13 Strategic Marketing Thoughts related to Vacations on Route 138

Strategic Marketing thoughts and analytics are the future of business. This first sentence reflects my own opinion and is mainly written for search engines, the rest is not for machines but for you readers, :-).

I have been digitally absent during the last two months to focus on my PhD dissertation, challenging strategic marketing research-related projects and also to enjoy summer. After participating at both the Web Analytics Quebec Canada first UnConference and the ASAC conference, both held in Montreal, I then went on vacations on a 13-day road trip on Route 138 right away to the far east of the Côte-Nord region. It’s always great to discover the beauties from around the world, but part of this beauty may be found locally too. I’m back to work since last Monday (July 25th), 3,226 kilometers later along with a heavy 5-week growing beard similar to Brian “fear the beard” Wilson (we nearly have the same age, same height and we’ll both be in San Francisco next week, so I felt the comparison was of circumstances) that I will soon shave even though many Asian friends have already envied me.

My main guidance for this trip was hardcopies of pdf touristic guides and most iPhone applications were irrelevant during that trip, the only three I used were the WeatherEye, the Pedometer and the Maps applications.

The objective of this trip was to explore nature along with my girlfriend and relax. However, even though this trip has nothing really business-related, I decided that a “short” post on the business-related issues and marketing concepts I encountered could include interesting strategic marketing thoughts to share. Ready for the story? 13 days = 13 strategic marketing thoughts.

Day 1 – Montreal -> Quebec City OR The Dropkick Murphys Brand

I ended up the day attending at the “Festival d’été de Québec” two shows targeted to two diametrically opposite crowds: Dropkick Murphys and 12 Hommes Rapaillés. Here I will mainly focus on the first one from a brand perspective.

The first one was the Dropkick Murphys, an Irish-punk-rock band from Boston, Massachusetts and proud to come from there, a band I have been following since their beginning in the late 90’s, mostly known to the mainstream audience for the song “Shipping up to Boston” which appeared in the award-winning movie “The Departed”. As a “brand”, the band heavily represents the city of Boston wherever they play by generally wearing sports jerseys from Boston sports team, especially the Boston Bruins and Boston Red Sox. They are also connected to some of the players. The Quebec crowd even had a special guest when Patrice Bergeron from the Boston Bruins made a special appearance on stage. The guitarist Ken Casey wore a Boston Bruins jersey with the number 4 in honor of Bobby Orr. In terms of brand congruency, the Dropkick Murphys brand is a great marketing example. It was thereafter time to grab a delightful beer at l’Inox before the next show.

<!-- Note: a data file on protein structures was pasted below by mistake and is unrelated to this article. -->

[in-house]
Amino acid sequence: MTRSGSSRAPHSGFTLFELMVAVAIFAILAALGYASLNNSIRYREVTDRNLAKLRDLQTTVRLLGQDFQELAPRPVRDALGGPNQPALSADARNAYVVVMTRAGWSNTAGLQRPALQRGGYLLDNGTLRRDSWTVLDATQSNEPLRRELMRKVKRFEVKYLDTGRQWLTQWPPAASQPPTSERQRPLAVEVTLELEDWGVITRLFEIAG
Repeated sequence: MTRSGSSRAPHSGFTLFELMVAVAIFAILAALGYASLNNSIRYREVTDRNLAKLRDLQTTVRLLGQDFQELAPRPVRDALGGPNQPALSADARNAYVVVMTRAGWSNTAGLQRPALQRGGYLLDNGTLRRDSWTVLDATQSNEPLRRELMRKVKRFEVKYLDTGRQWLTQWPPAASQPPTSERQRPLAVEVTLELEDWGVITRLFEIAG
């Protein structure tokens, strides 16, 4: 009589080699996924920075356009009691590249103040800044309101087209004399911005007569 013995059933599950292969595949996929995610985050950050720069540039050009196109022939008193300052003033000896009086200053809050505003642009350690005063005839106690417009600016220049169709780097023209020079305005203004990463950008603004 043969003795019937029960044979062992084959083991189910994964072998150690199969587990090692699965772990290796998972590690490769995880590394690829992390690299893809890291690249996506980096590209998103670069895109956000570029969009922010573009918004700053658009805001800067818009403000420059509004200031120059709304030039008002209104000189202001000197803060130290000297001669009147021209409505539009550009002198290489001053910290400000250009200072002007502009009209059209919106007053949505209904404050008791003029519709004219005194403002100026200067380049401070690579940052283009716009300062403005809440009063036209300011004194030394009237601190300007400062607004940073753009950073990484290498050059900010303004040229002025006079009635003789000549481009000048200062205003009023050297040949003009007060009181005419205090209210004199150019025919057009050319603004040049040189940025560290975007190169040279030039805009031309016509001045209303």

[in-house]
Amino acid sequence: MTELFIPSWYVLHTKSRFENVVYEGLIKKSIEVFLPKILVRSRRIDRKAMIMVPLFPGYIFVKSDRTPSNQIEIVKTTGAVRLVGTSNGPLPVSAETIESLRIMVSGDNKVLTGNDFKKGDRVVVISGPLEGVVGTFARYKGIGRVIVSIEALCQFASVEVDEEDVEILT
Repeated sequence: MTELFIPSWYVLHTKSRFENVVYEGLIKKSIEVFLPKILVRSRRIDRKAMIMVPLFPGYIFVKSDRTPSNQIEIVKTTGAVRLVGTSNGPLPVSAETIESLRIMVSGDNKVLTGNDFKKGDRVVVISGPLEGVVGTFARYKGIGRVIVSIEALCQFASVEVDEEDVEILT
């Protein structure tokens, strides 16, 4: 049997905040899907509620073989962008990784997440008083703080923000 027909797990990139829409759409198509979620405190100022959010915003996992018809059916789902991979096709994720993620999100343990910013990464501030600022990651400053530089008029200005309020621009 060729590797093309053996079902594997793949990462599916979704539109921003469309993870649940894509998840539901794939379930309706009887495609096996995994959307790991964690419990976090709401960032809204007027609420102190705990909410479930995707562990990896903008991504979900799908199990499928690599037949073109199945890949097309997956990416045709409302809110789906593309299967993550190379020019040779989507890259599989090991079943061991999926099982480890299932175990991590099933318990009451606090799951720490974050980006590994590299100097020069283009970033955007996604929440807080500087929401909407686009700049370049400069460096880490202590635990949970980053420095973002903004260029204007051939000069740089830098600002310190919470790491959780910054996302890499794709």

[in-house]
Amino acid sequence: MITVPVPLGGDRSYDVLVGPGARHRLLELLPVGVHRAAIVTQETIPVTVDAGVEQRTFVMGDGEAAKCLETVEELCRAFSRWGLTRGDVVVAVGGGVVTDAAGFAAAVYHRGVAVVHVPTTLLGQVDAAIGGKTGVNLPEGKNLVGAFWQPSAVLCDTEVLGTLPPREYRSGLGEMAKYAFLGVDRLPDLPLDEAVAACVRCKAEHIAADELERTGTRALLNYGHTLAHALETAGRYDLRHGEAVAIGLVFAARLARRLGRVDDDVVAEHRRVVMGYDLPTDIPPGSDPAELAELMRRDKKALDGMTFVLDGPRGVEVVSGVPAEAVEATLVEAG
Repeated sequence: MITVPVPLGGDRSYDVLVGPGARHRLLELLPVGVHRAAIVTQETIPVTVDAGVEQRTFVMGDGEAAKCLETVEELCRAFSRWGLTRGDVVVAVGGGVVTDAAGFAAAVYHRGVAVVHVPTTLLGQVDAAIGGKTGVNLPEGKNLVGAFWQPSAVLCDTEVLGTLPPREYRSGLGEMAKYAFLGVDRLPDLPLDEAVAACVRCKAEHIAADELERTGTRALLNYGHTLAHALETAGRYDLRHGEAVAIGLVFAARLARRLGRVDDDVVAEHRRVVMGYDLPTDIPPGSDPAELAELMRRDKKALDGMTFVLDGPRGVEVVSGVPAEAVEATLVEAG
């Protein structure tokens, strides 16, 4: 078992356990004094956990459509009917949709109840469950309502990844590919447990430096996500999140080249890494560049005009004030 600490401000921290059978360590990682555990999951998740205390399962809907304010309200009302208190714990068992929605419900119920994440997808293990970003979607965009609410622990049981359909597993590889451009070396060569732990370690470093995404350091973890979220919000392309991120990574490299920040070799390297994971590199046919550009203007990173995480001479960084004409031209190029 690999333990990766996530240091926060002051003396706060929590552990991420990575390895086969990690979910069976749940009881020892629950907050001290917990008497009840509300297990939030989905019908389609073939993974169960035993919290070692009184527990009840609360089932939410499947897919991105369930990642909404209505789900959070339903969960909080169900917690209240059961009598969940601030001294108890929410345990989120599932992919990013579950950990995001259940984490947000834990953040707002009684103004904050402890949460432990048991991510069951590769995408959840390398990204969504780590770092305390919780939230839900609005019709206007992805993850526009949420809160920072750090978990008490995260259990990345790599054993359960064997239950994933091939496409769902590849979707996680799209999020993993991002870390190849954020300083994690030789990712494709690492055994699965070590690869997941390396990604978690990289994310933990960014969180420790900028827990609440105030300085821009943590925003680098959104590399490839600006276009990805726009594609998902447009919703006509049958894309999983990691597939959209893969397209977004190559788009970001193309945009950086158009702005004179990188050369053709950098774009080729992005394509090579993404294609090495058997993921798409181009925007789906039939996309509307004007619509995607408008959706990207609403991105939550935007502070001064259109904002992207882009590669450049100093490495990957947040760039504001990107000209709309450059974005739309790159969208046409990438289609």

Day 2 – Quebec City -> La Malbaie OR Charlevoix Famous Road Signals

After an employee noted my vehicle registration plate at Ste-Anne-de-Beaupré for touristic calculations purposes, we then headed up to the Charlevoix region. Forget about the agro-tourism, forget about artistic gifts, my main attraction when entering the Charlevoix region was to learn how to manage the use of my car brakes while dealing with the famous road signals such as the 18% hill slope at St-Joseph-de-la-Rive, a small town sadly known for Canadian most fatal accident when a bus crashes in the hill in 1997, killing 44 passengers; the slope is more secured since, but still heavy for brakes. On the other side, these high percentage hill slopes (between 8% and 18% at many places) are extremely great marketing signals to get more tourists which can be labeled as “adventurers”.

An Urgency Breaking Area in Charlevoix, Great for Security and Great for Adventurers from a strategic marketing perspective
An Urgency Breaking Area in Charlevoix, Great for Security and Great for Adventurers from a strategic marketing perspective